Worthy stuff for the most part, but the concept (and I use the word loosely) gets a bit thin about half way through but this is a mix tape so maybe it’s not meant to be executed properly. What he does execute are fine songs with lyrics that are worthy, nothing wasteful, and I would like to hear an official album with a bit of diversity in topics.


    Image and video hosting by TinyPic Bipolar are purists of jazz of the highest order, or are they? They could be purists of Western classical music, but these are jazz renditions of classical pieces, so why mention anyone being purists? Beats me, but what you will hear is pure musicianship from the people behind Bipolar, and perhaps this is the disorder in question: riding the thin line between jazz and classical and rather than hold to a preference, they handle both on Euphrates, Me Jane (self-released).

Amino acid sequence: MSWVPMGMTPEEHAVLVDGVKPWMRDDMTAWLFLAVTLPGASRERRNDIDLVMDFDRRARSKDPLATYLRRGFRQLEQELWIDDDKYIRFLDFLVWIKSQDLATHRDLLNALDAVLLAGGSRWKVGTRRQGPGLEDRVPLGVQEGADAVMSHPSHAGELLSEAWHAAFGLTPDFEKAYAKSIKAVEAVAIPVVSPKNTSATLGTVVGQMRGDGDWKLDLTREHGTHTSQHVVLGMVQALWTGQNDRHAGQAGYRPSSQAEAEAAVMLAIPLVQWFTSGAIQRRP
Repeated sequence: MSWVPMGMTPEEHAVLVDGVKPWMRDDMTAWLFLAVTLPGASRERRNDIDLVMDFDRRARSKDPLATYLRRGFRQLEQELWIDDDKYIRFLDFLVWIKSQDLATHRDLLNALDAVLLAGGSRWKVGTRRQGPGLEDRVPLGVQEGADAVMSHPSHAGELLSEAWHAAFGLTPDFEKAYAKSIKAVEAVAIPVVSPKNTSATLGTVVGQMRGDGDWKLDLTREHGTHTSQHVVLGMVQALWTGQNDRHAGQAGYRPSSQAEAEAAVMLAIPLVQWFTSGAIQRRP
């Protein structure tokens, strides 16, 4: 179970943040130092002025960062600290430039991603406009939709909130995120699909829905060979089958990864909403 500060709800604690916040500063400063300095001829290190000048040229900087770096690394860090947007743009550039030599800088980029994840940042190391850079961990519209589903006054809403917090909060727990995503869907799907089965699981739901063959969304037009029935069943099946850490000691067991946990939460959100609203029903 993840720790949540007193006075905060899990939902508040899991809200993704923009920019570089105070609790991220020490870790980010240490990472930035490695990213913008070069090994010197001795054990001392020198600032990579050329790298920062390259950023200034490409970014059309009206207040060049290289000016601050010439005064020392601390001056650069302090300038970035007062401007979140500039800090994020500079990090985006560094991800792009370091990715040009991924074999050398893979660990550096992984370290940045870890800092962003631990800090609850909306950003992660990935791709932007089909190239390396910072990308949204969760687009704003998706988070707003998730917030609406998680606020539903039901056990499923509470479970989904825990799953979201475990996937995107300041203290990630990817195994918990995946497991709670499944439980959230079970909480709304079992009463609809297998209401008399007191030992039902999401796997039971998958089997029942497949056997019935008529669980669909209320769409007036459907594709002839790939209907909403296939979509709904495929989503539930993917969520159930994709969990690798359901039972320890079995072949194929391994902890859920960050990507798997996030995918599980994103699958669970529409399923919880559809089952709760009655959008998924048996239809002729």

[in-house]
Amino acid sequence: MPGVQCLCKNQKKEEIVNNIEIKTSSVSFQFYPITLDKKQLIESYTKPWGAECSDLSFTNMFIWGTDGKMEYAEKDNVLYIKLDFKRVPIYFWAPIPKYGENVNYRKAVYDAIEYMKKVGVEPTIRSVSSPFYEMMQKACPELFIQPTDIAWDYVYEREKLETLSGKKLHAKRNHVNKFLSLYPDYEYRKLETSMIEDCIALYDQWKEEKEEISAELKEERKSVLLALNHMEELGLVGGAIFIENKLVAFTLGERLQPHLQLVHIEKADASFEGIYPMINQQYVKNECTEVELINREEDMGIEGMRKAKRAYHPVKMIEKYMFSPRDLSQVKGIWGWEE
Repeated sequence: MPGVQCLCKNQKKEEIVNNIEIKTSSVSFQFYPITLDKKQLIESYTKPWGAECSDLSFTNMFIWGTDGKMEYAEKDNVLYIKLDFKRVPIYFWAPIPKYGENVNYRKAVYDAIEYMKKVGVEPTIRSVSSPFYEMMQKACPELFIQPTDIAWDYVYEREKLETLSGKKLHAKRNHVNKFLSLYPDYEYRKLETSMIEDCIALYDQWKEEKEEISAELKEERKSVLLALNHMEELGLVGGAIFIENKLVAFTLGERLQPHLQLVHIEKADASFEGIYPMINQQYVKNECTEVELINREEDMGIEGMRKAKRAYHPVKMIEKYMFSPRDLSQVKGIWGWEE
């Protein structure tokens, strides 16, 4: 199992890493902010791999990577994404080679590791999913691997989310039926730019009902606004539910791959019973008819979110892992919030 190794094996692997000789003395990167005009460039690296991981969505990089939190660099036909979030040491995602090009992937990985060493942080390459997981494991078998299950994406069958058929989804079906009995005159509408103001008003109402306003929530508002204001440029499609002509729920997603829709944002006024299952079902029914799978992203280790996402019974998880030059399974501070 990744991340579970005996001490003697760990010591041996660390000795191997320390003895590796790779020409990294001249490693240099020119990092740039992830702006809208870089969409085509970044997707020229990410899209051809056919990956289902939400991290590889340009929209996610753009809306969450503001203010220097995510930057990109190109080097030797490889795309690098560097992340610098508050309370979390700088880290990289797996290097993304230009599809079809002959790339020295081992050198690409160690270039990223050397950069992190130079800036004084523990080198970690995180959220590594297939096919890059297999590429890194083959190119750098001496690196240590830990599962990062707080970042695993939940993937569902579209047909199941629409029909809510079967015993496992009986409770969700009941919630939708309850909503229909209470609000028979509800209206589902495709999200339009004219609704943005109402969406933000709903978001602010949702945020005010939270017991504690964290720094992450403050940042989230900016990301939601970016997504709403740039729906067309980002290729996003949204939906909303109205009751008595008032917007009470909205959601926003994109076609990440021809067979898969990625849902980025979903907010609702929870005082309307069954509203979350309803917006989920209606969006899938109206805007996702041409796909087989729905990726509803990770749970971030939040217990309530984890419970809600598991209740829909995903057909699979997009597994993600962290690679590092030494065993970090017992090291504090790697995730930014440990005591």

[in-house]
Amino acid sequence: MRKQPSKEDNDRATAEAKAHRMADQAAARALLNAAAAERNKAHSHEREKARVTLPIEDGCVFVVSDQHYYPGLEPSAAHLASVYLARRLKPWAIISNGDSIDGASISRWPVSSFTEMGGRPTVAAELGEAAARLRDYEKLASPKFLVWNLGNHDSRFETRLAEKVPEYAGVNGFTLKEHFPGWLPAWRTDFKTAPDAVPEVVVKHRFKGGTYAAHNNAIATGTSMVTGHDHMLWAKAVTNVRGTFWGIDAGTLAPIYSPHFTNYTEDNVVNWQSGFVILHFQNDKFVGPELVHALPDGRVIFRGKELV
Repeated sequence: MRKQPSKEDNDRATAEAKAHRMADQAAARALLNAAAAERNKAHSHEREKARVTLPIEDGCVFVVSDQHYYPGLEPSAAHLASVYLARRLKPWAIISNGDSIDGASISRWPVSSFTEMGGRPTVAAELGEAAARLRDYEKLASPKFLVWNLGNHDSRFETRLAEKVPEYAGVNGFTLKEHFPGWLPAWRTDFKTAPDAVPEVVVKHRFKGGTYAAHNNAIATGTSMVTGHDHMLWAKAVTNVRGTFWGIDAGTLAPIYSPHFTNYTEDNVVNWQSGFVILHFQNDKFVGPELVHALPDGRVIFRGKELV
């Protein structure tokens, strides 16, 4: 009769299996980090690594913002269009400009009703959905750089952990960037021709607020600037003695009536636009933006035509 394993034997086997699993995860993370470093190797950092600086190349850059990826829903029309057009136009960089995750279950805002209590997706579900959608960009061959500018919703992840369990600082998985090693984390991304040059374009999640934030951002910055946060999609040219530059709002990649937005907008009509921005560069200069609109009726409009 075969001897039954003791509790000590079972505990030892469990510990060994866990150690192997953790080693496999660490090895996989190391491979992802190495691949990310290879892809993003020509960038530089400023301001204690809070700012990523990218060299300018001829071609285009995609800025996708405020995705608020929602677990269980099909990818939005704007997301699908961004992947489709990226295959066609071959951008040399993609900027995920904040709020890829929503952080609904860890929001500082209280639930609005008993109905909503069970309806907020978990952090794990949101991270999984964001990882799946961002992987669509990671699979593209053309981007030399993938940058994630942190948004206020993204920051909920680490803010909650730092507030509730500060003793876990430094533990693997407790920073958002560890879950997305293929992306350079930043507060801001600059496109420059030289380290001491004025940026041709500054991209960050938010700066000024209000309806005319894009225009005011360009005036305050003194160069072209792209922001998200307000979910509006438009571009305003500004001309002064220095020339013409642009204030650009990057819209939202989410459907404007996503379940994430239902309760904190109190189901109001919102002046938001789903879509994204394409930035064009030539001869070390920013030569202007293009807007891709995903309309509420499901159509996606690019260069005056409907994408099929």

Jed Feuer (trumpet, flugelhorn), James Windsor-Wells (drums), David Ostrem (double bass), Stephanie Long (saxophones, flute), Craig Swanson (piano), and Robert C. Kelly (drums) work in unison to create a style of music that sometimes goes back to the glory days of Dave Brubeck, or at least that’s how I hear it. The music is played clear and distinctly without friction, and in a song like “Killer Beau (Soir)” you may not realize that it is a classical piece without reading the liner notes (or this review). Their version of Grover Washington Jr.‘s “Just The Two Of Us” has a nice jump that the original lacked, and probably would have done well in this setting if Bill Withers was a jazz vocalist circa 1956 or ’57, and the piano work from Swanson would have made people move and bow down for its majestic touches. Feuer’s arrangement of The Beatles‘ “And I Love You” is as beautiful as any other version released since 1964, and hearing it makes it difficult to believe the song is 45 years old. I like this a lot.